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  • Writer's pictureKelly Knowlden

Chancellor’s Challenges: Thanks

A spirit of thanks is not easily developed in children today. We live in a land of abundance and with a sense that all good things are owed us. From the water that comes out of the spigot, to the food on the table, we have little sense of God’s good blessing. Perhaps that is why a sense of thanks for the common creation all around us is so lacking. We marvel little at raindrops on roses, snow on eyelashes, crisp apple strudel or any day-to-day thing that enthralled us as children. Now, even when we are given gifts, we nod with disappointment because it wasn’t something else.

How then do we have children who are thankful, children who do not imbibe the cultural sense of all things being obligated? May I suggest a few ideas?

The common prayer said at the table is a good place to start. Parents, especially fathers, can be modeling the expression of thanks not only for the food, but for the one who prepared it, for the ability to taste varieties of foods, for the finances to purchase the food, for the opportunity to sit down and enjoy the meal together (you do realize that the day will come all too soon when the table will only have you and your spouse at it!). Another way is to sit down with the children and have them think through who gave them a gift for Christmas, then have them write a note of thanks. Encourage the note writing process beyond “Dear Grandma, thank you for the gift. It was nice.” to include thanks for the giver’s love expressed by the gift or a sense of appreciation for the fact that it was a gift. Raising the consciousness of thankfulness in the heart can also be done by modeling your thanks for simple services rendered to you in the marketplace. Saying “thank you” to cashiers, bank tellers, neighbors, newspaper delivery people – all who are “just doing their job” – will send signals of your appreciation for their work.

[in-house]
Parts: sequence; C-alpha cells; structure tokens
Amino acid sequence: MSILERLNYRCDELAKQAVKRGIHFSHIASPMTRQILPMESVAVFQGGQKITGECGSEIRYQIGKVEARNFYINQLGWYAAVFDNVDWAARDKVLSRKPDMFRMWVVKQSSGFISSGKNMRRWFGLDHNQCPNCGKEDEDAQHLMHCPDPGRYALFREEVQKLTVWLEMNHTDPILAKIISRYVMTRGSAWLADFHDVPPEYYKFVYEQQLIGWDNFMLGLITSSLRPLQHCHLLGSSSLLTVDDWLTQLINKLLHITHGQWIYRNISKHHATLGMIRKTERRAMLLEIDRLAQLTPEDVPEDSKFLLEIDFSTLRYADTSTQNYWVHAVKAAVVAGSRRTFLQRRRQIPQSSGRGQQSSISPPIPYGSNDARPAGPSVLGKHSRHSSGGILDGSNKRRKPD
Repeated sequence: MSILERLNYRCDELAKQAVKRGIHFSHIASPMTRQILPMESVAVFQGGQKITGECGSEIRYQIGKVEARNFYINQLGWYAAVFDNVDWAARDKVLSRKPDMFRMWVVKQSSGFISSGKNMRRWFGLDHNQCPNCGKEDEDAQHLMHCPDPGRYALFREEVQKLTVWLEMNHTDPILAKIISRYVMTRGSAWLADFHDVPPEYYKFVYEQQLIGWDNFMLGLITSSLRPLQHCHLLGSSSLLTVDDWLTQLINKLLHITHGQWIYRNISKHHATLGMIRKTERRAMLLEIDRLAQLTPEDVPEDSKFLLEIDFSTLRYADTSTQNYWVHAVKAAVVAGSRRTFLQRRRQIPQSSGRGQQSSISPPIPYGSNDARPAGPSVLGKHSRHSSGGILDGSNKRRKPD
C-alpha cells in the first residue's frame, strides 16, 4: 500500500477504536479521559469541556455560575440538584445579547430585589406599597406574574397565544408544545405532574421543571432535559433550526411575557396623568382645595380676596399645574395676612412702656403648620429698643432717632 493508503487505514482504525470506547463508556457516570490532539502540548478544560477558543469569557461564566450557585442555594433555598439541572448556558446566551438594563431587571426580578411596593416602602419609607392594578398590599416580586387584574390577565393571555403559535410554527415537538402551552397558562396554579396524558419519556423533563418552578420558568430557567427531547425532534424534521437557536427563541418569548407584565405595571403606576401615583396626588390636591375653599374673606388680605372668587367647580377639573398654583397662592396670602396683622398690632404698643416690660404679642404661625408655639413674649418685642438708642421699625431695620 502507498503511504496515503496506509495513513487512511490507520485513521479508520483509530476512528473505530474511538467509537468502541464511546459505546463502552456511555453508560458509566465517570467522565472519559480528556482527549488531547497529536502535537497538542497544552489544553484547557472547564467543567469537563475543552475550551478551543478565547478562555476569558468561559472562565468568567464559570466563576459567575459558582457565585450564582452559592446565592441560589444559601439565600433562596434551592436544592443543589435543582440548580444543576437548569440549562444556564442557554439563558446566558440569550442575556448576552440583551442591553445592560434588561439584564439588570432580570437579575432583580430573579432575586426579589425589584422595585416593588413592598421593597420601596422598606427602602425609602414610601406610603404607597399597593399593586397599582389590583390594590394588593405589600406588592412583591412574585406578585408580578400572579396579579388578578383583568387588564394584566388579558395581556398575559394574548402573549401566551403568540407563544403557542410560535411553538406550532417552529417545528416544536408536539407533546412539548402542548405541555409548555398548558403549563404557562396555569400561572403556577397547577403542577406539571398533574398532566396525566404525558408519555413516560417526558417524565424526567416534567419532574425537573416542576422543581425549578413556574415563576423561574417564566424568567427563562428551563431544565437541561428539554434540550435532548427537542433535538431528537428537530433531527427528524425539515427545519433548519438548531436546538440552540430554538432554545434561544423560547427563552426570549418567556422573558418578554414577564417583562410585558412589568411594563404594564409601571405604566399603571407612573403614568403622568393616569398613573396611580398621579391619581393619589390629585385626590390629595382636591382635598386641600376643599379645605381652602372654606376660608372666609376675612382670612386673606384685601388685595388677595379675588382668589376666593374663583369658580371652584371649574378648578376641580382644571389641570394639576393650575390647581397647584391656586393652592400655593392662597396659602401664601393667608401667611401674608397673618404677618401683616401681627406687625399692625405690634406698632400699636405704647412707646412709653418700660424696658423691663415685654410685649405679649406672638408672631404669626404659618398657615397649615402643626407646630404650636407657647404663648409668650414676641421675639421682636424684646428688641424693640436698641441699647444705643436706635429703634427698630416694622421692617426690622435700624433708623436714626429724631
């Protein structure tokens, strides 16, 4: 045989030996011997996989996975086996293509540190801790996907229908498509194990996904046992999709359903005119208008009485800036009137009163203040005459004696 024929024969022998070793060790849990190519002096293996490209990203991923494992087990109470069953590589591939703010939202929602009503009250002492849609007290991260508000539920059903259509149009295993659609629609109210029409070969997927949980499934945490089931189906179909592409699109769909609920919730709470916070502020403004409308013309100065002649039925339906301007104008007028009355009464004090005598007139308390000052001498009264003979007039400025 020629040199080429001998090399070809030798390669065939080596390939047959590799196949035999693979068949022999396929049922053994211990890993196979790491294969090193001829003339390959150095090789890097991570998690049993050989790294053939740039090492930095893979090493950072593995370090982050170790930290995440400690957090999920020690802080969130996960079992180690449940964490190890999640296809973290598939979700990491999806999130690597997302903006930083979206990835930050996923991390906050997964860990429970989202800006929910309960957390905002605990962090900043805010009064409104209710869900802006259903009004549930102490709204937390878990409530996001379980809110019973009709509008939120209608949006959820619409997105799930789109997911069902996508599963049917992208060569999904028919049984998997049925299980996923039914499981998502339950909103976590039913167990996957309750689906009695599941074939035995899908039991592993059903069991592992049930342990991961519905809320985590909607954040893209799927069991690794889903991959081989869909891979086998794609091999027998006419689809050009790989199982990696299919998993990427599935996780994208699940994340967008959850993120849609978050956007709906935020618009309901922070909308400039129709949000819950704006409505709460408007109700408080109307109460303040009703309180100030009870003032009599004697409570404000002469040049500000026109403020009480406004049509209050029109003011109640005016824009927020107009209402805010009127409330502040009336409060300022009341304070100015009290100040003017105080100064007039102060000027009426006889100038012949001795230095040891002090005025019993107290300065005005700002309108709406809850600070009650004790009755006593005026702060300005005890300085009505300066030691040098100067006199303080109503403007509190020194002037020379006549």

Ultimately, we can teach our children these valuable skills but not the sense of thanks unless we understand that our thanks is not only for, or primarily to, the person we are thanking – but to God. My understanding of living in a good world designed for people to enjoy and delight in, must primarily be to our Creator. He is deserving of all thanks for all His blessings and His benefits. (See Psalm 103 if you’ve forgotten!) He is full of kindness to all His creatures. He is great! He gives in abundance. “O give thanks to the Lord, for He is good!” (Psalm 107, Psalm 136)

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